Beautiful, popular Leah takes awkward Laine under her wing when they are in fifth grade and declares them to be friends forever. Laine is confused by the attention but happily goes along with it. Laine even goes along with Leah's insistence that they secretly "practice" for marriage together, although Laine becomes increasingly confused by what it means about her relationship with Leah. While the girls grow apart as they enter high school, Leah maintains a powerful hold over Laine until a public confrontation results in tragedy.
Knowles tackles the topic of sexual abuse between children head-on, and she does it with a remarkably delicate touch while pulling no punches. Laine's confusion and desperation to keep Leah happy, as well as the tension between Laine and Leah in the years after their "practice" ends, are well-rendered. Although there are certainly scenes that are uncomfortable as a reader, nothing is graphically presented and the narrative focuses primarily on the emotions of the characters, especially Laine as the novel is from her point of view.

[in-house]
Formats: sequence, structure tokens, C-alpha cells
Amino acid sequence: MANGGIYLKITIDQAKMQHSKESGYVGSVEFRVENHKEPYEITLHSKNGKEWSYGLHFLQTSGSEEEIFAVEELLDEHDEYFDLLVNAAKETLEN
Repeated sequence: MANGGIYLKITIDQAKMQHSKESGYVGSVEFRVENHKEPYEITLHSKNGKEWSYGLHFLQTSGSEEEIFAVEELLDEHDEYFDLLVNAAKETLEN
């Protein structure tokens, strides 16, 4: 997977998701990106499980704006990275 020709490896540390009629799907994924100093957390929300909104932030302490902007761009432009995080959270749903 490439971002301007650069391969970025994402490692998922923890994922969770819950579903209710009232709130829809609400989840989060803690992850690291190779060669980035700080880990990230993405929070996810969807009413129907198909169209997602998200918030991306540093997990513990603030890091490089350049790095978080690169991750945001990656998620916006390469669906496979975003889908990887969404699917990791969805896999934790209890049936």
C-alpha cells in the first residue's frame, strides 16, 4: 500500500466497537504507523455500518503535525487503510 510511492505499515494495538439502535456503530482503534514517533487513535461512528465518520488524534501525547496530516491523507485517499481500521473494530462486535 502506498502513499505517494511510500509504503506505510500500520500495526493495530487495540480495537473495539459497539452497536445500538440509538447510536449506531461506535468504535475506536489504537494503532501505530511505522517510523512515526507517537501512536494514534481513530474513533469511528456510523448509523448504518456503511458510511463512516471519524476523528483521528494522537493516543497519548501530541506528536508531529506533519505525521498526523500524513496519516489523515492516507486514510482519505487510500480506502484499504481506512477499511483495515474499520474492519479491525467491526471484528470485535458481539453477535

Leah and Laine are three-dimensional characters with specific and evident motivations, and their respective evolutions as they grow into teenagers are unsurprising but nonetheless poignant. Although I know very little about this topic, it would appear that the author did a good deal of research to create such believable characters, and this novel was an emotional and educational introduction to the subject and will not soon be forgotten.